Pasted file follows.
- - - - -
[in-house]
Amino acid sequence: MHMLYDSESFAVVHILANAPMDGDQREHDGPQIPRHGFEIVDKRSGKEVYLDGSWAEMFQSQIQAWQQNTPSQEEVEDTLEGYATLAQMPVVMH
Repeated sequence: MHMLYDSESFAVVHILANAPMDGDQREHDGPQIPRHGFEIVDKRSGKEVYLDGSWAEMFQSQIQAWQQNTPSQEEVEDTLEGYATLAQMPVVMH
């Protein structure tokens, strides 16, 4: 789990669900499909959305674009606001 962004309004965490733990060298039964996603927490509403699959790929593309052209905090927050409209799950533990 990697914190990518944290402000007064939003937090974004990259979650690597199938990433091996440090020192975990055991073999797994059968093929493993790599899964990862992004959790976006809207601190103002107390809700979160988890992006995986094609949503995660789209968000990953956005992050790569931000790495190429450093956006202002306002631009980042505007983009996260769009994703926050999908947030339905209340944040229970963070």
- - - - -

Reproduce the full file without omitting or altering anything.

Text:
[in-house]
Amino acid sequence: MHMLYDSESFAVVHILANAPMDGDQREHDGPQIPRHGFEIVDKRSGKEVYLDGSWAEMFQSQIQAWQQNTPSQEEVEDTLEGYATLAQMPVVMH
Repeated sequence: MHMLYDSESFAVVHILANAPMDGDQREHDGPQIPRHGFEIVDKRSGKEVYLDGSWAEMFQSQIQAWQQNTPSQEEVEDTLEGYATLAQMPVVMH
């Protein structure tokens, strides 16, 4: 789990669900499909959305674009606001 962004309004965490733990060298039964996603927490509403699959790929593309052209905090927050409209799950533990 990697914190990518944290402000007064939003937090974004990259979650690597199938990433091996440090020192975990055991073999797994059968093929493993790599899964990862992004959790976006809207601190103002107390809700979160988890992006995986094609949503995660789209968000990953956005992050790569931000790495190429450093956006202002306002631009980042505007983009996260769009994703926050999908947030339905209340944040229970963070």